Hepatitis C Diet: Foods to Eat and Avoid

Hepatitis C (HCV) is a virus which causes chronic infection with viral particles in the blood. HCV is transmitted through contact with infected blood or body fluids such as saliva, urine, feces, vomit and sweat. There are two types of HCV: 1) Hepatocellular Viral Infection (HCV), which includes hepatitis B and hepatitis C; 2) Non-Apoerotic Acute Respiratory Syndrome (NAARS). NAARS is caused by other viruses than HCV.

The most common symptoms of HCV include fatigue, weight loss, muscle pain, nausea and vomiting. Other symptoms may include jaundice (yellowing of the skin and eyes), hemolytic uremic syndrome (HELLS!

it means kidney failure!), seizures, coma and death. The disease progresses rapidly and can lead to liver cancer.

There are several risk factors for HCV infection including: age under 25 years, African American race, HIV/AIDS status, smoking, alcohol use and injection drug use. People with certain medical conditions such as diabetes mellitus type II, cirrhosis of the liver or cirrhosis due to alcoholism are at increased risk of developing HCV complications.

Fortunately, there are effective treatments available to manage and treat the disease. The standard treatment consists of a combination of antiviral drugs (interferon and ribavirin) taken for up to 48 weeks.

New antiviral drugs such as sofosbuvir (Sovaldi) can also be used to treat the disease. All these treatments have a high rate of success but they also have side effects.

According to the World Health Organization (WHO), there are more than 200 million people worldwide infected with the hepatitis C virus. The majority of people living with the disease are in Africa, Asia and Eastern Europe.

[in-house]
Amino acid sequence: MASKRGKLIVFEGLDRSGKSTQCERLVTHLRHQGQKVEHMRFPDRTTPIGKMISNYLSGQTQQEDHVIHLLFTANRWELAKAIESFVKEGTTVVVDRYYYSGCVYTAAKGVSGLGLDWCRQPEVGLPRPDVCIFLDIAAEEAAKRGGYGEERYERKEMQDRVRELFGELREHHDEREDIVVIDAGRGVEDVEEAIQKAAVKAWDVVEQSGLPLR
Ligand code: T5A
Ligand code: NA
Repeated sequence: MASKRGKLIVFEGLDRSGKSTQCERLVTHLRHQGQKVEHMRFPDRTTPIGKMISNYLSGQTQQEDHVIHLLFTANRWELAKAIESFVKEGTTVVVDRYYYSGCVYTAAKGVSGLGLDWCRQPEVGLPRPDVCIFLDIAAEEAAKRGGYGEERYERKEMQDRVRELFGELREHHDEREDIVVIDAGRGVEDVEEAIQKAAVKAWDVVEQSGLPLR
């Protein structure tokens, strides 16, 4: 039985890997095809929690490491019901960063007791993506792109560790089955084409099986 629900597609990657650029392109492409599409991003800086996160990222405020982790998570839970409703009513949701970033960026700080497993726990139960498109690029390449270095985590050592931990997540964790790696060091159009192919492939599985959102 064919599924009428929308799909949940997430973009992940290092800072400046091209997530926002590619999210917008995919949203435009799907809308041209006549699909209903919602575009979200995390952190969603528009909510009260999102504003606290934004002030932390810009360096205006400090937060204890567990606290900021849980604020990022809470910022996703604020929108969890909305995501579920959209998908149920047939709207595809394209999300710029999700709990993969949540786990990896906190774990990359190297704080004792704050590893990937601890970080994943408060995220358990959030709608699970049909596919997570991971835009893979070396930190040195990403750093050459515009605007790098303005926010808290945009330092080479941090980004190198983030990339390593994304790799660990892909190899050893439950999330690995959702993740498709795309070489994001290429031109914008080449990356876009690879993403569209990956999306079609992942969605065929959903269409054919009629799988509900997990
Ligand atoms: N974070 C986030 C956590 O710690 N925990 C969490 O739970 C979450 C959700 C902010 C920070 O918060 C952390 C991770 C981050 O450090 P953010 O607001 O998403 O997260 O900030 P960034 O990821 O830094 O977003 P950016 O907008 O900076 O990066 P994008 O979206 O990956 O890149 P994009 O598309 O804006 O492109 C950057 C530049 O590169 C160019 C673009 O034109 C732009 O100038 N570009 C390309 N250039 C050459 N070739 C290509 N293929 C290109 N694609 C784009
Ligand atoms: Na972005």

Unfortunately, many people who are infected do not know that they have the disease as there are often no symptoms during the early stages of infection. By the time someone discovers they have the virus it may be too late to receive treatment.

You are also at risk of getting infected with hepatitis if you share a needle or syringe with an infected person or have had a blood transfusion before 1992 in which infected blood was used.

Fortunately, a vaccine is available to prevent hepatitis A and B. It is recommended that people travelling to regions with a high rate of HBV infection (such as sub-Saharan Africa, the Middle East, Southeast Asia and the Pacific Islands) should be vaccinated against the disease.

The only way to prevent or manage the disease is to practice good hygiene and safe habits. This includes: washing your hands with soap after going to the toilet and before preparing food; avoiding sharing towels and toothbrushes; and never sharing needles, syringes or other items that have come into contact with blood.

We know a lot about hepatitis diet protein. In this article we will talk about foods that are beneficial to patients suffering from hepatitis.

In addition, different points of view can be said about c diet menu.

Sources & references used in this article:

Counselling patients with hepatitis C by JP Zarski, V Leroy – Journal of hepatology, 1999 – Elsevier

Using pegylated interferon and ribavirin to treat patients with chronic hepatitis C by RP Ward, M Kugelmas – American family physician, 2005 – aafp.org

Lay management of chronic disease: a qualitative study of living with hepatitis C infection by EP Stoller, NJ Webster, CE Blixen… – American journal of …, 2009 – ingentaconnect.com